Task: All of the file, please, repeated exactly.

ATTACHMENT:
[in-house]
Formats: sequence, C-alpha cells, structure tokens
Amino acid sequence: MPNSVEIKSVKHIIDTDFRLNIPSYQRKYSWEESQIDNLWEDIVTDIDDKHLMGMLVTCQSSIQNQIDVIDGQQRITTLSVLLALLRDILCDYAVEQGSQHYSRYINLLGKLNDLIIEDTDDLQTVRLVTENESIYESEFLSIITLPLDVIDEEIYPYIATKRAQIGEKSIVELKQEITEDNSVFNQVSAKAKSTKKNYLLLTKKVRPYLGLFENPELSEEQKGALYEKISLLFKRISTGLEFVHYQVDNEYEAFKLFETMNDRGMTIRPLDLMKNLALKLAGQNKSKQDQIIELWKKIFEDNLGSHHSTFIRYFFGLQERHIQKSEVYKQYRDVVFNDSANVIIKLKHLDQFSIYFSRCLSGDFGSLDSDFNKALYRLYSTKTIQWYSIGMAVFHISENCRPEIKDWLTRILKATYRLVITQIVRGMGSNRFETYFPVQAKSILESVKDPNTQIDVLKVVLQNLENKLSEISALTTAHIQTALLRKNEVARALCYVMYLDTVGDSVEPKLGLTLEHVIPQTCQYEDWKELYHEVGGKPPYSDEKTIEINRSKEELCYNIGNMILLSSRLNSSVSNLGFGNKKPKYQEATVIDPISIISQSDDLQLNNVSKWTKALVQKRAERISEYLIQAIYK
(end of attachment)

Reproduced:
[in-house]
Formats: sequence, C-alpha cells, structure tokens
Amino acid sequence: MPNSVEIKSVKHIIDTDFRLNIPSYQRKYSWEESQIDNLWEDIVTDIDDKHLMGMLVTCQSSIQNQIDVIDGQQRITTLSVLLALLRDILCDYAVEQGSQHYSRYINLLGKLNDLIIEDTDDLQTVRLVTENESIYESEFLSIITLPLDVIDEEIYPYIATKRAQIGEKSIVELKQEITEDNSVFNQVSAKAKSTKKNYLLLTKKVRPYLGLFENPELSEEQKGALYEKISLLFKRISTGLEFVHYQVDNEYEAFKLFETMNDRGMTIRPLDLMKNLALKLAGQNKSKQDQIIELWKKIFEDNLGSHHSTFIRYFFGLQERHIQKSEVYKQYRDVVFNDSANVIIKLKHLDQFSIYFSRCLSGDFGSLDSDFNKALYRLYSTKTIQWYSIGMAVFHISENCRPEIKDWLTRILKATYRLVITQIVRGMGSNRFETYFPVQAKSILESVKDPNTQIDVLKVVLQNLENKLSEISALTTAHIQTALLRKNEVARALCYVMYLDTVGDSVEPKLGLTLEHVIPQTCQYEDWKELYHEVGGKPPYSDEKTIEINRSKEELCYNIGNMILLSSRLNSSVSNLGFGNKKPKYQEATVIDPISIISQSDDLQLNNVSKWTKALVQKRAERISEYLIQAIYK